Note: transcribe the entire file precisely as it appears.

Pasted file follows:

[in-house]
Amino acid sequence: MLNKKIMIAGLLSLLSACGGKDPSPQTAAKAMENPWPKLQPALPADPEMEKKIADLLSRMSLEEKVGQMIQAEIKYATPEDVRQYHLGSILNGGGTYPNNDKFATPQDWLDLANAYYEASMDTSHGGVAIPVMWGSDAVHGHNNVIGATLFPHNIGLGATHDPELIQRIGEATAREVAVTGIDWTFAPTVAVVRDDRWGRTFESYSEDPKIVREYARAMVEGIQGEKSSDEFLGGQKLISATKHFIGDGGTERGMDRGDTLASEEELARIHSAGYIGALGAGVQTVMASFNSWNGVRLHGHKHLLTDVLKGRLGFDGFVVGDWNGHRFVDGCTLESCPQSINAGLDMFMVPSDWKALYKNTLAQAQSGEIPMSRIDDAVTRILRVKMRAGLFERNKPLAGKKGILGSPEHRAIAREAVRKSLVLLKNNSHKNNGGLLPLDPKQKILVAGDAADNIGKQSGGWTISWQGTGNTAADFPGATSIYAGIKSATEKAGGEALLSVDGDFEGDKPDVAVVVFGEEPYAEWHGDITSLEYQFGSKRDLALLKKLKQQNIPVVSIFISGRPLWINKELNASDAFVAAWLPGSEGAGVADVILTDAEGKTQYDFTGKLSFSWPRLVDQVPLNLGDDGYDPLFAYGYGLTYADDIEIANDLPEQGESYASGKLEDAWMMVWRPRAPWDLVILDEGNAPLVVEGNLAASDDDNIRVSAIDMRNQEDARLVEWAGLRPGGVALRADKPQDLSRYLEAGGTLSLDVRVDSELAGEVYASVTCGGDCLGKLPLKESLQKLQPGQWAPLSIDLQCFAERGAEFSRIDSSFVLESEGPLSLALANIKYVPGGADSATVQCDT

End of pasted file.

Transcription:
[in-house]
Amino acid sequence: MLNKKIMIAGLLSLLSACGGKDPSPQTAAKAMENPWPKLQPALPADPEMEKKIADLLSRMSLEEKVGQMIQAEIKYATPEDVRQYHLGSILNGGGTYPNNDKFATPQDWLDLANAYYEASMDTSHGGVAIPVMWGSDAVHGHNNVIGATLFPHNIGLGATHDPELIQRIGEATAREVAVTGIDWTFAPTVAVVRDDRWGRTFESYSEDPKIVREYARAMVEGIQGEKSSDEFLGGQKLISATKHFIGDGGTERGMDRGDTLASEEELARIHSAGYIGALGAGVQTVMASFNSWNGVRLHGHKHLLTDVLKGRLGFDGFVVGDWNGHRFVDGCTLESCPQSINAGLDMFMVPSDWKALYKNTLAQAQSGEIPMSRIDDAVTRILRVKMRAGLFERNKPLAGKKGILGSPEHRAIAREAVRKSLVLLKNNSHKNNGGLLPLDPKQKILVAGDAADNIGKQSGGWTISWQGTGNTAADFPGATSIYAGIKSATEKAGGEALLSVDGDFEGDKPDVAVVVFGEEPYAEWHGDITSLEYQFGSKRDLALLKKLKQQNIPVVSIFISGRPLWINKELNASDAFVAAWLPGSEGAGVADVILTDAEGKTQYDFTGKLSFSWPRLVDQVPLNLGDDGYDPLFAYGYGLTYADDIEIANDLPEQGESYASGKLEDAWMMVWRPRAPWDLVILDEGNAPLVVEGNLAASDDDNIRVSAIDMRNQEDARLVEWAGLRPGGVALRADKPQDLSRYLEAGGTLSLDVRVDSELAGEVYASVTCGGDCLGKLPLKESLQKLQPGQWAPLSIDLQCFAERGAEFSRIDSSFVLESEGPLSLALANIKYVPGGADSATVQCDT